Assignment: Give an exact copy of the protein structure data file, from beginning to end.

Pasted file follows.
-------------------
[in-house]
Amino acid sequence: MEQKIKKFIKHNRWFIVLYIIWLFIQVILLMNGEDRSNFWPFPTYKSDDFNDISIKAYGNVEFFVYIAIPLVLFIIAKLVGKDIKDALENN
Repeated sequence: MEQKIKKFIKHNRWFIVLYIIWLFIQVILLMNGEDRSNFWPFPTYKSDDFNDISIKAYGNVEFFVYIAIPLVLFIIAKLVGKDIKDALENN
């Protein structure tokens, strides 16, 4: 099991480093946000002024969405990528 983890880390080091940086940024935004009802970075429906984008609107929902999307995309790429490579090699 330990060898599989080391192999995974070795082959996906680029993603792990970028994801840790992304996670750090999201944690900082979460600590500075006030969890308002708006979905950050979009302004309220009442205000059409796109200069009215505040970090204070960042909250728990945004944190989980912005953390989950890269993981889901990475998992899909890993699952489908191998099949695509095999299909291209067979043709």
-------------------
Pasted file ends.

[in-house]
Amino acid sequence: MEQKIKKFIKHNRWFIVLYIIWLFIQVILLMNGEDRSNFWPFPTYKSDDFNDISIKAYGNVEFFVYIAIPLVLFIIAKLVGKDIKDALENN
Repeated sequence: MEQKIKKFIKHNRWFIVLYIIWLFIQVILLMNGEDRSNFWPFPTYKSDDFNDISIKAYGNVEFFVYIAIPLVLFIIAKLVGKDIKDALENN
């Protein structure tokens, strides 16, 4: 099991480093946000002024969405990528 983890880390080091940086940024935004009802970075429906984008609107929902999307995309790429490579090699 330990060898599989080391192999995974070795082959996906680029993603792990970028994801840790992304996670750090999201944690900082979460600590500075006030969890308002708006979905950050979009302004309220009442205000059409796109200069009215505040970090204070960042909250728990945004944190989980912005953390989950890269993981889901990475998992899909890993699952489908191998099949695509095999299909291209067979043709």